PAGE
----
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food / travel

Grape Pulp And Snow Plows: Swiss Firm Clears Winter Roads With Winemaking Waste

Alcohol, apples and seashells… Swiss authorities have tried almost everything to clear snow off roads and sidewalks. This time, a Geneva-based startup claims it can cut down the use of salt by 70% by replacing it with 'Snowfree', a produ



Why does snow melt so much faster in vineyards than elsewhere? This remark got a Swiss perfumer thinking and ultimately led to the creation of Snowfree: small pellets made of grape "waste" – seeds and pulp remaining after the fruit has been pressed into wine — each containing a small quantity of salt.

The startup company that sells Snowfree claims that the product is considerably more environmentally friendly than pure salt, which tends to damage roads and buildings over the long haul. The product also offers a good way to recycle agricultural waste, and could lead Swiss authorities to use 70% less salt for snow removal.

The product, already tested in France, is 15 to 20% more expensive than regular salt, but the Swiss company claims that it lasts significantly longer.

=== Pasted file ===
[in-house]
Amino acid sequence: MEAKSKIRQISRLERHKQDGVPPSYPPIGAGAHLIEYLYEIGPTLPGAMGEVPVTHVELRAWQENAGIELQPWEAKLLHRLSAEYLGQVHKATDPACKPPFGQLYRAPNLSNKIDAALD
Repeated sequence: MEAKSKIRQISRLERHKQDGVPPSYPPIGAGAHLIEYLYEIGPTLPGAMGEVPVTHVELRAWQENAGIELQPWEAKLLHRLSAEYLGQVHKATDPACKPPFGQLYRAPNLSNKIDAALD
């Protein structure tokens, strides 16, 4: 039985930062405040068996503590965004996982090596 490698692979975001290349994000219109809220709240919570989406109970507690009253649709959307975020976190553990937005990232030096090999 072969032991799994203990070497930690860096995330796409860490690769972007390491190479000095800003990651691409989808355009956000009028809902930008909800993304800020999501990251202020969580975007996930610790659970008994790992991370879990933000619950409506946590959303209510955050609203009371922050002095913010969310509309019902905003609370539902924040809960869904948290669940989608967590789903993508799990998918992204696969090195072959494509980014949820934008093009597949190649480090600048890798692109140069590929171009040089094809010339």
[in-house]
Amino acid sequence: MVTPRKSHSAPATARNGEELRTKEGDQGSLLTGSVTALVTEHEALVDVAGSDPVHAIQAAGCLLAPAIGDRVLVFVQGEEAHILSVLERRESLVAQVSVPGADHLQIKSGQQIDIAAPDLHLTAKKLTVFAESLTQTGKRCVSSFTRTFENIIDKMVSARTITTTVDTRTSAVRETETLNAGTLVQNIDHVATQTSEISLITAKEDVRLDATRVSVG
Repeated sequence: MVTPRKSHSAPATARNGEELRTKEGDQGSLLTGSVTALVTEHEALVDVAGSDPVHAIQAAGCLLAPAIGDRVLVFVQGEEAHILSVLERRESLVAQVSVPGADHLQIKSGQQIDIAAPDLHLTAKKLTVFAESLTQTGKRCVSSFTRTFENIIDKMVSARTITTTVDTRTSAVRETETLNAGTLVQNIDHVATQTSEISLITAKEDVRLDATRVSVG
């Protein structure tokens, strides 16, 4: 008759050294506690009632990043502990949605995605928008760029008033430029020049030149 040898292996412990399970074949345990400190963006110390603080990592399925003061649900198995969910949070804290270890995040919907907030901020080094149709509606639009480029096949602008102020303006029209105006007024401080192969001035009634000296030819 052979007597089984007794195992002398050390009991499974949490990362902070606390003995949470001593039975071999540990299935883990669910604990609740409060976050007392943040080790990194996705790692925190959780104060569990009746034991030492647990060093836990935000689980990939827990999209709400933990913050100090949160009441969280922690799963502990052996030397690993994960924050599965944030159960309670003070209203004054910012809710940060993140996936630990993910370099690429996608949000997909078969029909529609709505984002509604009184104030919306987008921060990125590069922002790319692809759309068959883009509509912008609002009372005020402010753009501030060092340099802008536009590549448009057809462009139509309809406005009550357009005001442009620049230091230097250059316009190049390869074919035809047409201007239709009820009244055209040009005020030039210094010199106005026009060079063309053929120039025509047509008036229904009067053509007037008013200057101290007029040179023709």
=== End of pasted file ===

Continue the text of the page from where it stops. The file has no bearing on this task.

Read the full story in French by Marie-Laure Chapatte

Photo – graybee

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Life On "Mars": With The Teams Simulating Space Missions Under A Dome

A niche research community plays out what existence might be like on, or en route to, another planet.

Photo of a person in a space suit walking toward the ​Mars Desert Research Station near Hanksville, Utah

At the Mars Desert Research Station near Hanksville, Utah

Sarah Scoles

In November 2022, Tara Sweeney’s plane landed on Thwaites Glacier, a 74,000-square-mile mass of frozen water in West Antarctica. She arrived with an international research team to study the glacier’s geology and ice fabric, and how its ice melt might contribute to sea level rise. But while near Earth’s southernmost point, Sweeney kept thinking about the moon.

“It felt every bit of what I think it will feel like being a space explorer,” said Sweeney, a former Air Force officer who’s now working on a doctorate in lunar geology at the University of Texas at El Paso. “You have all of these resources, and you get to be the one to go out and do the exploring and do the science. And that was really spectacular.”

That similarity is why space scientists study the physiology and psychology of people living in Antarctic and other remote outposts: For around 25 years, people have played out what existence might be like on, or en route to, another world. Polar explorers are, in a way, analogous to astronauts who land on alien planets. And while Sweeney wasn’t technically on an “analog astronaut” mission — her primary objective being the geological exploration of Earth — her days played out much the same as a space explorer’s might.

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